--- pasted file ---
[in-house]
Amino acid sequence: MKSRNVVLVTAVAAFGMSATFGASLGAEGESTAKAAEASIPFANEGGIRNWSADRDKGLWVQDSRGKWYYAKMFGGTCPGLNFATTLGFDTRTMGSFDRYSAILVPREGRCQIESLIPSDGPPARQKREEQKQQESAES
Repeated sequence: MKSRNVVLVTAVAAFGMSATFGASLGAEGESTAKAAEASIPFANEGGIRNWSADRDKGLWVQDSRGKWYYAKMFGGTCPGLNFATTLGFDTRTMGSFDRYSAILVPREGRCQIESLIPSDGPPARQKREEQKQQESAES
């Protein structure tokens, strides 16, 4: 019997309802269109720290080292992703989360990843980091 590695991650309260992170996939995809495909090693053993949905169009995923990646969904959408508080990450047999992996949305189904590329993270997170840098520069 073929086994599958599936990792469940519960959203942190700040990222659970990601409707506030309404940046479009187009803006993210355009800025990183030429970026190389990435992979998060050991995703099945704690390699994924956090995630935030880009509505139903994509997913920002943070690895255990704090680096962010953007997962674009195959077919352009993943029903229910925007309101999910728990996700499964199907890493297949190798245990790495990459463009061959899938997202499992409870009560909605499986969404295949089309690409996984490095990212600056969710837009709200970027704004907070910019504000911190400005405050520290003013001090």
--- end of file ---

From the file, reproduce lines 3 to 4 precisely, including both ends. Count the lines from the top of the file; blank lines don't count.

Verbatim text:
Repeated sequence: MKSRNVVLVTAVAAFGMSATFGASLGAEGESTAKAAEASIPFANEGGIRNWSADRDKGLWVQDSRGKWYYAKMFGGTCPGLNFATTLGFDTRTMGSFDRYSAILVPREGRCQIESLIPSDGPPARQKREEQKQQESAES
């Protein structure tokens, strides 16, 4: 019997309802269109720290080292992703989360990843980091 590695991650309260992170996939995809495909090693053993949905169009995923990646969904959408508080990450047999992996949305189904590329993270997170840098520069 073929086994599958599936990792469940519960959203942190700040990222659970990601409707506030309404940046479009187009803006993210355009800025990183030429970026190389990435992979998060050991995703099945704690390699994924956090995630935030880009509505139903994509997913920002943070690895255990704090680096962010953007997962674009195959077919352009993943029903229910925007309101999910728990996700499964199907890493297949190798245990790495990459463009061959899938997202499992409870009560909605499986969404295949089309690409996984490095990212600056969710837009709200970027704004907070910019504000911190400005405050520290003013001090």